Play Flourishing In Elizabethan Era And A Review Of Christopher Marlow’s Play The Tragical History Of Doctor Faustus

839 words - 4 pages

The Tragical History of Doctor Faustus is a play written by Christopher Marlowe. Christopher Marlowe is an English playwright who lived and created during the rule of Elizabeth I. The whole period of her reign, from 1558 to 1603, is called Elizabethan age and is known for being the greatest period in the history of English literature, so as the golden age of English drama. Since the number of plays was growing, lots of theaters were opened and made art more available to average people. Historical events influenced plays and made Marlowe to ‘rebel’ against social order and Christianity through his play The Tragical History of Doctor Faustus.
Queen Elizabeth is a member of Tudor dynasty and was a queen of England and Ireland for almost forty-five years. She loved art and encouraged development of literature, which resulted with a play flourishing. Lots of playwrights were active back then, such as George Peele, Robert Greene, John Lyly, Anthony Munday, Thomas Kyd, and George Gascoigne, but the most famous and most important ones are William Shakespeare and Christopher Marlowe. Since the population of city was growing, playwrights were having larger audience for their plays. Because of so many playwrights who wrote important plays and introduced new types of plays to people, for example, the first history plays were written, and who “gave to the Elizabethan drama some elements of classical form and contributed to the great outputting of literature in the 1590s’’ (“The Sixteenth Century’’, 403), Elizabethan age is called a golden age of English drama. Also it is recorded that between 1475 and 1640 was published more than 26,000 works and editions. A good side effect of having so many playwrights was that lots of theaters were opened and made plays more accessible for large amount of people: “Playwriting was the least personal form of writing, but clearly the most profitable for literary men since the demand was so great: 15,000 people attended the playhouses weekly’’ (Narey).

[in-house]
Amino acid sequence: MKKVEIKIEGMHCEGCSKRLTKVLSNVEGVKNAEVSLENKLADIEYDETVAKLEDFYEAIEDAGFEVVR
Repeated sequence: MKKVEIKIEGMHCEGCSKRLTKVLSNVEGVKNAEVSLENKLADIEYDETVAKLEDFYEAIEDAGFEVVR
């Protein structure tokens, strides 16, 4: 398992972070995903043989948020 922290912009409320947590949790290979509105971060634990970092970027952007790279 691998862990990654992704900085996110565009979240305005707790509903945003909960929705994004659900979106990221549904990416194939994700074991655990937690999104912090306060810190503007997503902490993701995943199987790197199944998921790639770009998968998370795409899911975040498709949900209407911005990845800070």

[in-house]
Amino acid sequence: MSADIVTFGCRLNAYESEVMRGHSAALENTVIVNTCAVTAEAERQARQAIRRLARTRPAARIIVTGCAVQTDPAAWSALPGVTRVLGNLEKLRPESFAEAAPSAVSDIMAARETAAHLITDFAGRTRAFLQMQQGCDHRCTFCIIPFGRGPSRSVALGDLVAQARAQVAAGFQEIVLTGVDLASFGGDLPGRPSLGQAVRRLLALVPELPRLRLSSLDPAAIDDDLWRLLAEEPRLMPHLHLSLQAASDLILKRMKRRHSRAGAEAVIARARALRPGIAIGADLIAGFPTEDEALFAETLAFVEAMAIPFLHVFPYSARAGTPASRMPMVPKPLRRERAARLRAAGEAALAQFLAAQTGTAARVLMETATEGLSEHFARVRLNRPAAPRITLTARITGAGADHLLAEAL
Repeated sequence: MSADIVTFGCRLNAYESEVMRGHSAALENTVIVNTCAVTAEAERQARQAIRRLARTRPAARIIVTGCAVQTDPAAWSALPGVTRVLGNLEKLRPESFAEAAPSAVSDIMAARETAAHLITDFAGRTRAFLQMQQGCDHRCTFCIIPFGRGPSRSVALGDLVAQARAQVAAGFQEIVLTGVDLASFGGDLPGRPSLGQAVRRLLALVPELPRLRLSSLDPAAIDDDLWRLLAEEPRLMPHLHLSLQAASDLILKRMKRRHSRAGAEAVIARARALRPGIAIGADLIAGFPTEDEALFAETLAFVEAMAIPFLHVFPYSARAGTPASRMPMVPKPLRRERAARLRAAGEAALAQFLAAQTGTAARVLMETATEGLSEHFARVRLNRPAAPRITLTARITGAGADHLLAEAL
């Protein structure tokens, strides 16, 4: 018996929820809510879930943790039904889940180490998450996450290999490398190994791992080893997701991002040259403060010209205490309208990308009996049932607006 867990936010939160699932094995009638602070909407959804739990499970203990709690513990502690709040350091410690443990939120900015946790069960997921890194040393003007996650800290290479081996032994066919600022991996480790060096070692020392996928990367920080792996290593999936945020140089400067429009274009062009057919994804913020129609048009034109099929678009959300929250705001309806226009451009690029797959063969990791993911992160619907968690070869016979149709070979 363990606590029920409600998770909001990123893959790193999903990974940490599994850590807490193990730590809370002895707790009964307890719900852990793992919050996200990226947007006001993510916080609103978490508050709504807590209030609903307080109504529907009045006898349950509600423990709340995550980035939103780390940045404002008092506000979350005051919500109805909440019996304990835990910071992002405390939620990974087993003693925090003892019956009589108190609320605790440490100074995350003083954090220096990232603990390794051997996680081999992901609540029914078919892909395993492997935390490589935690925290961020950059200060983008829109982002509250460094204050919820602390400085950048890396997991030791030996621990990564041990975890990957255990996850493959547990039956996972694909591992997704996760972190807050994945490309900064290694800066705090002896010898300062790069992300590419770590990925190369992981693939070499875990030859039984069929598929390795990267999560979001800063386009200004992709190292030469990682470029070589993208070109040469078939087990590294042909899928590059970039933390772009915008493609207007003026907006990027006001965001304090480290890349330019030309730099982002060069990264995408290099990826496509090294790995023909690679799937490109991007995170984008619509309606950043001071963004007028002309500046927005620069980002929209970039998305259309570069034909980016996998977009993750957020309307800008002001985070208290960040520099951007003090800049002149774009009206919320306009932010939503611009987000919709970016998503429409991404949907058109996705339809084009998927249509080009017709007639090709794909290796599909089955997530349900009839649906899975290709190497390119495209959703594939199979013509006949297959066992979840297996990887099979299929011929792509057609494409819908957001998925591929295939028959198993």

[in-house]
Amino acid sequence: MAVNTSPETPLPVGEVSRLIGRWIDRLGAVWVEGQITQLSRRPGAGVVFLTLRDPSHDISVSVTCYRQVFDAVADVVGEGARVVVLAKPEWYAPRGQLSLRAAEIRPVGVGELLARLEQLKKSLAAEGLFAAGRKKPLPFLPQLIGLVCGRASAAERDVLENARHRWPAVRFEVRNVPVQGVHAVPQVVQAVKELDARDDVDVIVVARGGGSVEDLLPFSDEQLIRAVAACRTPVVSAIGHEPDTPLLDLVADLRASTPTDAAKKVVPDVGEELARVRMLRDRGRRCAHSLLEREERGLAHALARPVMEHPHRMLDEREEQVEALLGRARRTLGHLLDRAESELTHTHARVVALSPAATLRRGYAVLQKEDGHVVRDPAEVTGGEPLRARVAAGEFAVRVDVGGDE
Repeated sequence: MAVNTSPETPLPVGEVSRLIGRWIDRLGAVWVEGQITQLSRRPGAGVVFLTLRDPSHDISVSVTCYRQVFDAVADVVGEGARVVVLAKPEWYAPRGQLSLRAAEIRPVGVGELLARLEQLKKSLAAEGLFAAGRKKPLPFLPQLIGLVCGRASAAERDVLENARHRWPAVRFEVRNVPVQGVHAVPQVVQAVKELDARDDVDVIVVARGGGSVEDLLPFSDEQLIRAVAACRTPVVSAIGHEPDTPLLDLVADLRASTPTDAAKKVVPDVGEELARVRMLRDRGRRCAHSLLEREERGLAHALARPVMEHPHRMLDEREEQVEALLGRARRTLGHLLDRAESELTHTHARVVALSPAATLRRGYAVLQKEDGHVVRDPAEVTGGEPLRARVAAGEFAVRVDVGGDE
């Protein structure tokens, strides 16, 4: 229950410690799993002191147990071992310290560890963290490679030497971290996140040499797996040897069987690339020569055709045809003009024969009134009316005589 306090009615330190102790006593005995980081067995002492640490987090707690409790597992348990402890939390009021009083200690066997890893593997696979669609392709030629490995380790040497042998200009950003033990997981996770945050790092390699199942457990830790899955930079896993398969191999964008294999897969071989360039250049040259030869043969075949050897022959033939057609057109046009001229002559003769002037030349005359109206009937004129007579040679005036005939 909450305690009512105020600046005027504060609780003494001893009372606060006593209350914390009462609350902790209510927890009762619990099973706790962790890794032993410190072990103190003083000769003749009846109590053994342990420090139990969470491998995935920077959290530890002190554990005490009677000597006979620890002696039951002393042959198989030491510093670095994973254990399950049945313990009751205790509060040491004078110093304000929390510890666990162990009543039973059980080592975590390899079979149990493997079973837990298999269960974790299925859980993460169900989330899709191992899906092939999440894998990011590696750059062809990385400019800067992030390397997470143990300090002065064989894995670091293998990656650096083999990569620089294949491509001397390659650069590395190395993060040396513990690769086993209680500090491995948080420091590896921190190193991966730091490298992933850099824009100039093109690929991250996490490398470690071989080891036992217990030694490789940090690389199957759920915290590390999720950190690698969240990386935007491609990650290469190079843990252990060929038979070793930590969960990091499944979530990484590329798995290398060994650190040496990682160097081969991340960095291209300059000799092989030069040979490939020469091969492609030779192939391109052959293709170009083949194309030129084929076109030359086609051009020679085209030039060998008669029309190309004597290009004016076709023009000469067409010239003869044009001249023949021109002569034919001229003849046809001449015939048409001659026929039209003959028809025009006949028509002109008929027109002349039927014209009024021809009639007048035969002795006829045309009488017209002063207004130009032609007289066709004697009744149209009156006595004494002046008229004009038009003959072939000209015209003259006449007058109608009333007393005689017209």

Along with the number of people who were interested in plays, the number of theaters was also increasing. Theaters became available to everyone and the tickets were not expensive; everyone was able to experience that type of entertaining. In Elizabethan age there were two types of theater; public and private. Public theaters were big and outdoor theaters in which the spectators were mainly standing and paying small amounts of money for the tickets. On the other hand, private theaters were smaller, more expensive, and spectators, which were all sitting, consisted...

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